LONDON — Bank of England governor Mark Carney announced Monday that he will extend his term in office by one year and stay in the position through June 2019, a decision that may help settle speculation about his future guiding Britain's monetary policy.
In a letter to Treasury chief Philip Hammond, Carney said he was staying an extra year because he recognized "the importance to the country of continuity'' during the U.K.'s negotiations to leave European Union.
The former Bank of Canada governor has played a key role in trying to manage the British economy and stave off a possible recession as the country prepares to exit the 28-nation bloc.
He announced plans to stay in his Bank of England post longer than his initial five-year commitment, but said he does not plan to serve a full eight-year term.
Bank of England Governor Mark Carney leaves 10 Downing Street in London on Oct. 31, 2016. (Photo: Leon Neal/Getty Images)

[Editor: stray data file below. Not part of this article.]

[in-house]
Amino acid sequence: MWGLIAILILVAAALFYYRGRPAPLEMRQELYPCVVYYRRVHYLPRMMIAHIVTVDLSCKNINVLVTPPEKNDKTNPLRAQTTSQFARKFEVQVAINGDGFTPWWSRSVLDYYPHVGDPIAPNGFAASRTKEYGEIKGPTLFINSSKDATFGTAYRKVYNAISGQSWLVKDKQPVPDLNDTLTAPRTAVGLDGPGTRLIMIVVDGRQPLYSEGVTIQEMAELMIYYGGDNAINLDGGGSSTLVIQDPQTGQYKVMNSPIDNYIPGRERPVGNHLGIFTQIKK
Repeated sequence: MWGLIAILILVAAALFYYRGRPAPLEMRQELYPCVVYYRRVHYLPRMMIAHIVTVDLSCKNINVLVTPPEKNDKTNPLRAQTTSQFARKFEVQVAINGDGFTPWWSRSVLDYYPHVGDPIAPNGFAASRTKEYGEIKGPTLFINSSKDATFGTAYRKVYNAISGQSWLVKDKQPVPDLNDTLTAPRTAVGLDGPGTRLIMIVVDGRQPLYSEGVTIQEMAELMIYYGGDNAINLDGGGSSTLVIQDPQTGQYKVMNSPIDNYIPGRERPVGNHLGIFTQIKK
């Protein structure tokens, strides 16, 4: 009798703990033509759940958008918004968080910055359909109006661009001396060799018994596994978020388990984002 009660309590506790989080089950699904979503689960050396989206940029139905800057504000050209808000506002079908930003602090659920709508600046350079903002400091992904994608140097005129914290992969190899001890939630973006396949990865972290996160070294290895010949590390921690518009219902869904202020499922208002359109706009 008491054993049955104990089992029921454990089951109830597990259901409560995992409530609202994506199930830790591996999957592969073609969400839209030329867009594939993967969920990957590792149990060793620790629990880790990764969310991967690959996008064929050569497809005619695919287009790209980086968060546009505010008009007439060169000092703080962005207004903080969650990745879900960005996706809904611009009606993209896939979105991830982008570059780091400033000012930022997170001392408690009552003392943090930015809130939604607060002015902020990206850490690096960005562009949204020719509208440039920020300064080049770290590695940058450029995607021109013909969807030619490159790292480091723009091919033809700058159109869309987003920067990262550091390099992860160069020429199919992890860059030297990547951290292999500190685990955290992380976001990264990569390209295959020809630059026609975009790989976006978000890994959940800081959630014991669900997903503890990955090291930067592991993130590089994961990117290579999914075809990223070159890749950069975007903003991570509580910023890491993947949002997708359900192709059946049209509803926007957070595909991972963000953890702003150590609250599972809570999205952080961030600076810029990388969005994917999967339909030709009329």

"I believed that five years would allow a reasonable time frame to remodel the Bank to reflect its new, much broader responsibilities, and to complete the most important elements of the domestic financial reform agenda,'' Carney said.
"Since then, my personal circumstances have not changed, but other circumstances clearly have, most notably the U.K.'s decision to leave the European Union,'' he wrote.
The British government had earlier in the day offered strong support for Carney amid speculation about his future at the bank.
Theresa May's spokeswoman said Monday that Carney, who became the Bank of England governor in 2013, had the prime minister's full backing.
U.K. Prime Minister Theresa May. (Photo: Bloomberg via Getty)
May has said she plans to trigger formal negotiations to leave the EU by the end of March 2017. If those negotiations take two years, the time frame spelled out in the bloc's treaty, Carney would helm the Bank of England throughout the delicate talks.
Many of those who campaigned for Britain to leave the European Union have taken issue with Carney because of his stark pre-vote warnings about the potential negative economic impact of Britain's exit, or Brexit.
Despite economic warnings from Carney and other senior figures, Britons voted in a June referendum to part ways with the EU.
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